FSEvents Tools: Watch a Directory for Changes

Often, when I modify files in a directory, I want some action to happen afterwards. For example: If I’m editing some source code locally, I might want it to be rsynced to a remote server. Or maybe I want to regenerate CSS after changing some LESS or SASS, or minify some JavaScript after changing the uncompressed source. Sometimes, there’s an application-specific solution to this problem. Sometimes, there isn’t. In the latter case, it would be nice to fall back on a general purpose tool.

On Linux, this is a solved problem. Just install inotify-tools and wrap it with a couple of scripts. Sadly, each operating system has its own unique API for monitoring filesystem changes. That means Windows and Mac users are out of luck.

fsevents-tools is my attempt to solve this problem for OS X. As the name implies, it uses OS X’s FSEvents API to monitor filesystem changes. The first release (v1.0) consists of three commands:


notifywait is a simple tool that the other utilities depend on. It does one thing: Given path(s) to watch, it waits until something in them changes and exits. For example, if you have public file sharing enabled and you’re expecting an incoming file, run:

% notifywait ~/Public/Drop\ Box && say "Dropbox changed"

The output will be something like…

Path is /Users/ggreer/Public/Drop Box
Watching /Users/ggreer/Public/Drop Box
Change 18158642688910021128 in /Users/ggreer/Public/Drop Box/untitled folder, flags 131328 - matched directory, notifying

…followed by your computer talking. Note: notifywait will also exit if a file or directory is moved or deleted. In this specific example, that’s probably more than you want.


notifyloop takes a path and a command. When something in path changes, it runs command. For example, if you have a bunch of LESS in styles/ and you want to rebuild CSS when they change, you’d do something like this:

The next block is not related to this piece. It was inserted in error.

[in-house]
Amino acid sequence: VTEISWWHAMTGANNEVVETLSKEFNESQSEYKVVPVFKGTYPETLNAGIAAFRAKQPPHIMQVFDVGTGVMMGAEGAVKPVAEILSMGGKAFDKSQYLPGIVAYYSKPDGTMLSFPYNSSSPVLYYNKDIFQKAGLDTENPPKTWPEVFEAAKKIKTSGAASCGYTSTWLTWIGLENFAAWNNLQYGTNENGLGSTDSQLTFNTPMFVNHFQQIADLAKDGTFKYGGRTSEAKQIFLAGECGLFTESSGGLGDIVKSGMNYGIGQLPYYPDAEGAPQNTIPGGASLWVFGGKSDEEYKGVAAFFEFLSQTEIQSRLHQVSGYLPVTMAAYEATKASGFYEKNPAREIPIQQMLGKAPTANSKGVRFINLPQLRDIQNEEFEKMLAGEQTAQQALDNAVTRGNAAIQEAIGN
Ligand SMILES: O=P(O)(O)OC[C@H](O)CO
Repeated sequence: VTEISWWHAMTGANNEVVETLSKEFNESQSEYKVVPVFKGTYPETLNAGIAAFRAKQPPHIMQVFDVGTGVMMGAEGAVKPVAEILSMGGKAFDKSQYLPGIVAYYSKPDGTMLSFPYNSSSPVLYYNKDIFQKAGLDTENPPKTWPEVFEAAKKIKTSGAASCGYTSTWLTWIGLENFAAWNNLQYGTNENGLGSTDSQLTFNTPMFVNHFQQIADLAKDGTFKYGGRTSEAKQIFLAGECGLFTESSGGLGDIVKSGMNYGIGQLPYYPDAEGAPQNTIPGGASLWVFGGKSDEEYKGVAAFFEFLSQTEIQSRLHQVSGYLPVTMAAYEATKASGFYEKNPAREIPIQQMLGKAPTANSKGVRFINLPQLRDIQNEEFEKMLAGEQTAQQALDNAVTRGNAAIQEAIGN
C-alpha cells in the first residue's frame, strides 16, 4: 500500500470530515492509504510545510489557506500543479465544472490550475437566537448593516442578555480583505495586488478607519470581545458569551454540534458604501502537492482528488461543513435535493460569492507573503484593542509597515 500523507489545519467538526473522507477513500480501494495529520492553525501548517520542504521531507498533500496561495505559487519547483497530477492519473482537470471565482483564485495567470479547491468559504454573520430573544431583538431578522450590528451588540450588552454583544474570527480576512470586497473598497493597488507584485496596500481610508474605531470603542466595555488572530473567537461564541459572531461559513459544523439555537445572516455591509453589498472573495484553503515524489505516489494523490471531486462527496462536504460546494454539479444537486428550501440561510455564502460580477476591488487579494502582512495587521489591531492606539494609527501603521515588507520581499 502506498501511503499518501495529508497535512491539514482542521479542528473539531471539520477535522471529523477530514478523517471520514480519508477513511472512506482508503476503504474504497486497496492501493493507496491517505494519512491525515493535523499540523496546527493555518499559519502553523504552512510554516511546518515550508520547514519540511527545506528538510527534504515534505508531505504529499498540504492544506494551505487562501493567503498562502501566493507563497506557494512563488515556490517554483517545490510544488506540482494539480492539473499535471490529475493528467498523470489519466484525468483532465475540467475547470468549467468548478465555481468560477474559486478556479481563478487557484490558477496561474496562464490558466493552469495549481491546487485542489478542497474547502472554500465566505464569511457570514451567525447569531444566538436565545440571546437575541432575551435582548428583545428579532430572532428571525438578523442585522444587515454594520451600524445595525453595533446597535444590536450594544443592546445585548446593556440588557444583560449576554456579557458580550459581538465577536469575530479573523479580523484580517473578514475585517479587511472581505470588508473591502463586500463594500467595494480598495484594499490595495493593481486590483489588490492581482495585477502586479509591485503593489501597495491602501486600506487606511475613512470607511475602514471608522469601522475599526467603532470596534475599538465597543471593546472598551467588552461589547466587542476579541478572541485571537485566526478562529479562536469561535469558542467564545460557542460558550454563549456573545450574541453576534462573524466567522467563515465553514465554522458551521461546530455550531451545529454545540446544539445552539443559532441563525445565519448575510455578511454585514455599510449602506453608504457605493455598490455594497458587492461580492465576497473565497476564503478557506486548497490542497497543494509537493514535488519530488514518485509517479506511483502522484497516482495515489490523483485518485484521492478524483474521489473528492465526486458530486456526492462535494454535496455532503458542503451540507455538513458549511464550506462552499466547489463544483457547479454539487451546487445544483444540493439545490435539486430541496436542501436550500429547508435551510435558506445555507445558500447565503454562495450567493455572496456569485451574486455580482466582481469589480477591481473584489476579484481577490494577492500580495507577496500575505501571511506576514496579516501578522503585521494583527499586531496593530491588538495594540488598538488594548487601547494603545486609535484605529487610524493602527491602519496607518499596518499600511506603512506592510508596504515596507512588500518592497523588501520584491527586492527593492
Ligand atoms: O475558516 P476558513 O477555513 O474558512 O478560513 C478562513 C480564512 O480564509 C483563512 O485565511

ggreer@carbon:~/code/geoff.greer.fm% notifyloop styles ./rebuild_less.sh
Watching styles
Path is /Users/ggreer/code/geoff.greer.fm/styles
Watching /Users/ggreer/code/geoff.greer.fm/styles
Change 18158642688910117872 in /Users/ggreer/code/geoff.greer.fm/styles/main-light.css, flags 70656 - matched directory, notifying
Running ./rebuild_less.sh
lessc styles/colors.less styles/colors.css
lessc styles/countdown.less styles/countdown.css
lessc styles/hexagons.less styles/hexagons.css
lessc styles/main-dark.less styles/main-dark.css
lessc styles/main-light.less styles/main-light.css
Path is /Users/ggreer/code/geoff.greer.fm/styles
Watching /Users/ggreer/code/geoff.greer.fm/styles

Notice that, although regenerate_less.sh changed CSS files in styles/, notifyloop did not go into an infinite regress. That’s because notifyloop waits until command has finished before resuming monitoring changes.

While simple, notifyloop is very flexible. You’ll probably use it more than the other tools.


Finally, there’s autorsync. It takes a path and a remote destination. If anything in path changes, it rsyncs path to the remote. In the following example, I copy the source for ag to my home server. Since the repo was out of date on that server, my first save of decompress.c causes a lengthy rsync. As expected, the second save rsyncs much faster. Here’s the command and output:

ggreer@carbon:~/code% autorsync ag lithium.local:code/
Watching ag
Path is /Users/ggreer/code/ag
Watching /Users/ggreer/code/ag
Change 18158642688910848099 in /Users/ggreer/code/ag/src/decompress.c, flags 70656 - matched directory, notifying
Running rsync -avz ag lithium.local:code/
building file list ... done
sent 2882666 bytes  received 52598 bytes  1174105.60 bytes/sec
total size is 6612119  speedup is 2.25
Path is /Users/ggreer/code/ag
Watching /Users/ggreer/code/ag
Change 18158642688910848167 in /Users/ggreer/code/ag/src/decompress.c, flags 70656 - matched directory, notifying
Running rsync -avz ag lithium.local:code/
building file list ... done

sent 36800 bytes  received 114 bytes  73828.00 bytes/sec
total size is 6612119  speedup is 179.12
Path is /Users/ggreer/code/ag
Watching /Users/ggreer/code/ag

…and so on.

Those who use GUI editors will likely recognize the value of autorsync. No longer will you have to ssh in and make changes using Vim or Emacs. Nor will you have to manually copy files or set up sshfs. With one command, everything gets synced to the remote server.

I hope you find these tools as useful as I do. Signed releases are available here. The source code is on GitHub at ggreer/fsevents-tools.

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